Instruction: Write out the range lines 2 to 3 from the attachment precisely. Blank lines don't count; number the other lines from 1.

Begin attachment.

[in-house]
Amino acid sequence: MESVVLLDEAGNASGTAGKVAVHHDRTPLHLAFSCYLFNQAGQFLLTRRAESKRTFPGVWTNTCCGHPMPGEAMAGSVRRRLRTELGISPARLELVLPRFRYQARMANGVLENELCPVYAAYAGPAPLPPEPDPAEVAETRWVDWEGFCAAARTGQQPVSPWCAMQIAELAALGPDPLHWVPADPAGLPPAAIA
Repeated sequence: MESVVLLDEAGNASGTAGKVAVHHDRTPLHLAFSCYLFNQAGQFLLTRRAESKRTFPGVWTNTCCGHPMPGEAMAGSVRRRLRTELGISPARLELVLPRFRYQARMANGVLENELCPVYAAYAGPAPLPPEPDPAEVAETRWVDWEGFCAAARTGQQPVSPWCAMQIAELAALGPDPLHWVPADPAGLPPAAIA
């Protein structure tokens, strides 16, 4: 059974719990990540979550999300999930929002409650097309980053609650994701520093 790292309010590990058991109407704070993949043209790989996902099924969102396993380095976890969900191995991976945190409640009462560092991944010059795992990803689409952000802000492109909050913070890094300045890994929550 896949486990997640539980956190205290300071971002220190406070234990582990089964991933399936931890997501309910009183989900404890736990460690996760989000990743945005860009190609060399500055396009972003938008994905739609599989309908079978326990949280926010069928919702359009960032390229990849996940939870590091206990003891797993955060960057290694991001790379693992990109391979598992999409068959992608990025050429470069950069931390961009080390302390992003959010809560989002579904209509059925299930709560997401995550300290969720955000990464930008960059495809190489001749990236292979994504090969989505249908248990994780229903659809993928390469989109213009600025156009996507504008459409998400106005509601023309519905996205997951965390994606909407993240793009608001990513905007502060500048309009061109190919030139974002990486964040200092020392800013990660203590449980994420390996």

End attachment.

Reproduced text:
Amino acid sequence: MESVVLLDEAGNASGTAGKVAVHHDRTPLHLAFSCYLFNQAGQFLLTRRAESKRTFPGVWTNTCCGHPMPGEAMAGSVRRRLRTELGISPARLELVLPRFRYQARMANGVLENELCPVYAAYAGPAPLPPEPDPAEVAETRWVDWEGFCAAARTGQQPVSPWCAMQIAELAALGPDPLHWVPADPAGLPPAAIA
Repeated sequence: MESVVLLDEAGNASGTAGKVAVHHDRTPLHLAFSCYLFNQAGQFLLTRRAESKRTFPGVWTNTCCGHPMPGEAMAGSVRRRLRTELGISPARLELVLPRFRYQARMANGVLENELCPVYAAYAGPAPLPPEPDPAEVAETRWVDWEGFCAAARTGQQPVSPWCAMQIAELAALGPDPLHWVPADPAGLPPAAIA